25th August 2011, 9:11am
Antidepressants can cut cancer risk
UK research points to 'Achilles heel' in cancer cells which could pave way for new treatments
Antidepressants commonly prescribed to treat depression and other psychiatric disorders can significantly reduce people's chances of developing certain kinds of cancer and could present a blueprint for the development of new anti-cancer drugs.
A study of more than 90,000 patients from across the UK found that those who were taking tricyclic antidepressants had a significantly lower incidence of colorectal cancer and glioma (a major type of brain tumour) than those who were not taking the drugs.
Colorectal cancer is one of the most common forms of cancer in the developed world. Glioma is less common but treatment options are very limited and prognosis is poor, particularly in advanced stages of the illness.
The findings of Dr Tim Bates (University of Lincoln and New-Use Therapeutics Limited), Dr Alex Walker and Dr Tim Card (both University of Nottingham) and Professor Ken Muir (University of Warwick) points to an "Achilles heel" in cancer cells which could provide a basis for the development of new drug treatments. This vulnerability is in sub-cellular compartments know as mitochondria - the ‘boilerhouse’ of the cell which produces the chemical energy needed to perform essential functions such as muscle contraction and nerve conduction.
Their study, funded with a grant from the Medical Research Council, involved analysing data from the General Practice Research Database - an anonymised database of routinely collected patient records from GP practices across the UK which is the largest resource of its kind in the world. During this analysis 31,593 cancer patients were identified from the database and then matched to a large control group of 61,591 patients without cancer. The cases and controls were adjusted for age and gender, as well as other factors such as smoking, body mass index and alcohol use, so that these factors would not bias the results.
The groups of patients and controls were then investigated for incidences of several common cancers of the West including breast, colorectal, lung and prostate cancer as well as brain tumours, including glioma.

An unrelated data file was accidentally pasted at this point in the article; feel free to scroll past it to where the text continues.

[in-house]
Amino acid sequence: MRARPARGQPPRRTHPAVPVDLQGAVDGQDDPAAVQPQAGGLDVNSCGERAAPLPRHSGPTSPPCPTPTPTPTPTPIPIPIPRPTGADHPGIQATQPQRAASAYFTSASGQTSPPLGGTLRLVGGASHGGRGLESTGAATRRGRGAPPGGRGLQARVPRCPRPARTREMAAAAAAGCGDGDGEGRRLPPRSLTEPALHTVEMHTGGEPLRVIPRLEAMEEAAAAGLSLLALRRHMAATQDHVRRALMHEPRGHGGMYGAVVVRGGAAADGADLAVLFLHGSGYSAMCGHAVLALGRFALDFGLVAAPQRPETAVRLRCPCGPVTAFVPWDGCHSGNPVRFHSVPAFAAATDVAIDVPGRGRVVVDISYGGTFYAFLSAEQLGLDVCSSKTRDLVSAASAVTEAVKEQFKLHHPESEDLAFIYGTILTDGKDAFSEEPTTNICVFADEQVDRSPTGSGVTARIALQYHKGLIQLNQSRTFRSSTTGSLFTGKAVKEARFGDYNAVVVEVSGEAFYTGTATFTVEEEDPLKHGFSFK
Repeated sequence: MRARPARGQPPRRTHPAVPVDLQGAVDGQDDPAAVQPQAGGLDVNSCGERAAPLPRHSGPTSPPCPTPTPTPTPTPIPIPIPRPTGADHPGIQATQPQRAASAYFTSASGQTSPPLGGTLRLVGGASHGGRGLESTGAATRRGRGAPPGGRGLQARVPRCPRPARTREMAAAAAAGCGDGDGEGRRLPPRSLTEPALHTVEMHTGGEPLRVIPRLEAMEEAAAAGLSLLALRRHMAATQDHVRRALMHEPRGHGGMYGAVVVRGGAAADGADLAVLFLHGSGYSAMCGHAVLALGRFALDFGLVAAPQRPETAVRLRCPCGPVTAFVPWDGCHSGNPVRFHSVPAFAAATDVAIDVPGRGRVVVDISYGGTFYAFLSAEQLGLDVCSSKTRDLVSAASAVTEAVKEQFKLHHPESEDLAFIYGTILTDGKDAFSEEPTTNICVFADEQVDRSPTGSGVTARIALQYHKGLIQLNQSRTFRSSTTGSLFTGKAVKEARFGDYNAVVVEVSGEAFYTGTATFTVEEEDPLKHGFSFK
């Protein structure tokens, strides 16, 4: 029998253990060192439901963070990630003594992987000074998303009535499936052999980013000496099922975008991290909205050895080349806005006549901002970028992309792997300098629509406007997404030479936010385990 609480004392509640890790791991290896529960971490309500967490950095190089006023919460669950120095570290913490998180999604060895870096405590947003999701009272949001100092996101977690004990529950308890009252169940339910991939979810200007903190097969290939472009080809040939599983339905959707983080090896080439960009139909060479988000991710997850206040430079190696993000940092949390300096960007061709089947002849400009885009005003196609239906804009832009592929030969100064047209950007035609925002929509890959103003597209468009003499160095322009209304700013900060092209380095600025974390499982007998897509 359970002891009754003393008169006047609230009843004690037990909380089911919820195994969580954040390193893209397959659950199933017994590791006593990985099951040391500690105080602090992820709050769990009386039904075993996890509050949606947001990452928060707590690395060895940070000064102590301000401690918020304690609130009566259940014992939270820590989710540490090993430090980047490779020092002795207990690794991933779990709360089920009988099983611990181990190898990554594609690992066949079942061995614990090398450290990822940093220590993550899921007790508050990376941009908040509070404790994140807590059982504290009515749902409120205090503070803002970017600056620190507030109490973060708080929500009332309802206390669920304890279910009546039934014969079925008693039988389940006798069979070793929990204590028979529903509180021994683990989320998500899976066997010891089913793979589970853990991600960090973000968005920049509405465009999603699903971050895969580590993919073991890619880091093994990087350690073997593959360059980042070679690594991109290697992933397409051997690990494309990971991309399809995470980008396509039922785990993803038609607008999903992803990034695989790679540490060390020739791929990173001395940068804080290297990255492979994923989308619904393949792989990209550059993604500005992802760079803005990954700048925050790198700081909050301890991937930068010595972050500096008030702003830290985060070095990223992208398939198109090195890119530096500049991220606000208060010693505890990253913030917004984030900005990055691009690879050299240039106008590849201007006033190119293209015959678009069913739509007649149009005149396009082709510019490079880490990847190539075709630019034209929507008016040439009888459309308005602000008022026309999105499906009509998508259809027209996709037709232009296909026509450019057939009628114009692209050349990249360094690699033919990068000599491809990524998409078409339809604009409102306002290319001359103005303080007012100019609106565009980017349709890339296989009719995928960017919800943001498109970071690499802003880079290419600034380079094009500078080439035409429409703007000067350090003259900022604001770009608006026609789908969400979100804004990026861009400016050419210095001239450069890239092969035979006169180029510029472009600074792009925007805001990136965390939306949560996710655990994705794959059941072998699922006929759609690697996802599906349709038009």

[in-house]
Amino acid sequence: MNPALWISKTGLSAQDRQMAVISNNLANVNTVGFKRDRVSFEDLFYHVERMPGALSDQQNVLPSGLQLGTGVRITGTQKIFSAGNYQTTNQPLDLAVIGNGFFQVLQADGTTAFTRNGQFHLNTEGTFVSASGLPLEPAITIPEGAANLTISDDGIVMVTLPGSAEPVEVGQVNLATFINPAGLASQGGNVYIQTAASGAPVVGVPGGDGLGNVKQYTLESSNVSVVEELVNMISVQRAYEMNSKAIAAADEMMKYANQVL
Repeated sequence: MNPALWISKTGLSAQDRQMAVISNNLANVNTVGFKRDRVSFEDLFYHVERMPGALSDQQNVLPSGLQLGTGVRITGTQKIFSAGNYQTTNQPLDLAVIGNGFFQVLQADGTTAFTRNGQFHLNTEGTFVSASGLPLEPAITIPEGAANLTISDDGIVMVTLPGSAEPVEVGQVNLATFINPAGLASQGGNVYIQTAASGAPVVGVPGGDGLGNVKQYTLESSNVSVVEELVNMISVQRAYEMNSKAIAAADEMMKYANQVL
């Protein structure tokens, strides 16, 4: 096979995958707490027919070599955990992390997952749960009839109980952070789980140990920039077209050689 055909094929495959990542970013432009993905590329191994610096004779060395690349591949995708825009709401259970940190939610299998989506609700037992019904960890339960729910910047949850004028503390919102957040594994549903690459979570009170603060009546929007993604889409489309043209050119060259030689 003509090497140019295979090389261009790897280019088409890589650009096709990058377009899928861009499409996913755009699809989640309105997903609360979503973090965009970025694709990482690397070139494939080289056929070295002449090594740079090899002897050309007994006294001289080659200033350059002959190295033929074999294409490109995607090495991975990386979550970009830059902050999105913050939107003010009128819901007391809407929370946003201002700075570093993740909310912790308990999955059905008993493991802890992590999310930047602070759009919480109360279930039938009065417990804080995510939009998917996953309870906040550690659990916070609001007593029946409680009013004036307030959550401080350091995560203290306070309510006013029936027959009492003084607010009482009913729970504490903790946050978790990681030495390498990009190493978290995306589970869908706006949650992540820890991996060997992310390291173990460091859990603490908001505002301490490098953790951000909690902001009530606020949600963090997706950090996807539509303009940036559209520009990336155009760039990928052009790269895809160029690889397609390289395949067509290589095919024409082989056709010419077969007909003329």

Highly statistically significant trends were found which indicate that use of tricyclic antidepressants reduce the risk of developing glioma and colorectal cancer. The size of the effects was greater with higher doses and longer duration of exposure to the drugs, and thus the effects were both dose-dependent and time-dependent.
Tricyclic antidepressants were shown to reduce the chances of developing glioma by between 41% and 64%, depending on the dose and length of time for which the drugs were taken. The effect on colorectal cancer was somewhat less, with between a 16-21% reduction in risk of getting the disease.
The anti-cancer effect was specific to glioma and colorectal cancer, as the chances of developing the other types of cancer that were investigated were not affected.
Dr Bates said although it was not realistic that tricyclic antidepressants could be widely prescribed to prevent cancer, given their side effects, it was possible that they could benefit patients identified through DNA screening as being at heightened risk of developing specific cancers.
More significantly, the findings offer the basis for a new approach to the prevention and treatment of cancer through the development of anti-mitochondrial drugs which inhibit the growth of cancer cells without harming normal cells.
Dr Bates said: "The cancer prevention action of these drugs may translate into one that is also useful in treating glioma, both in adults and in children, and colorectal cancer. Our group is currently investigating this possibility, and will shortly be in discussions with major charities, funding bodies and industry with a view to extending this incredibly important research work collaboratively, both here at the University of Lincoln, and at other centres in the UK and abroad.”
The research, published earlier this year in the British Journal of Cancer, builds on a previous study funded by the Samantha Dickson Brain Tumour Trust which showed that certain antidepressants inhibit mitochondria directly, resulting in a form of “cell suicide” known as programmed cell death or apoptosis.
Dr Bates concluded: “Development of drugs that modulate mitochondrial function may seem counter-intuitive as mitochondria provide the majority of the cell’s energy, but as cancer mitochondria are biochemically different from mitochondria in normal non-cancer cells, they represent an Achilles heel. It is likely this will lead to the development of new drug treatments for a variety of conditions including cancer, Alzheimer’s, Diabetes and other disorders.”
The paper ‘Tricylic antidepressants and the incidence of certain cancers: a study using the GPRD’ by AJ Walker, T Card, TE Bates and K Muir was published in the British Journal of Cancer 2011 Jan 4;104(1):193-7. Epub 2010 Nov 16. The research was funded by a Medical Research Council (MRC) grant to Dr Bates and Prof Muir.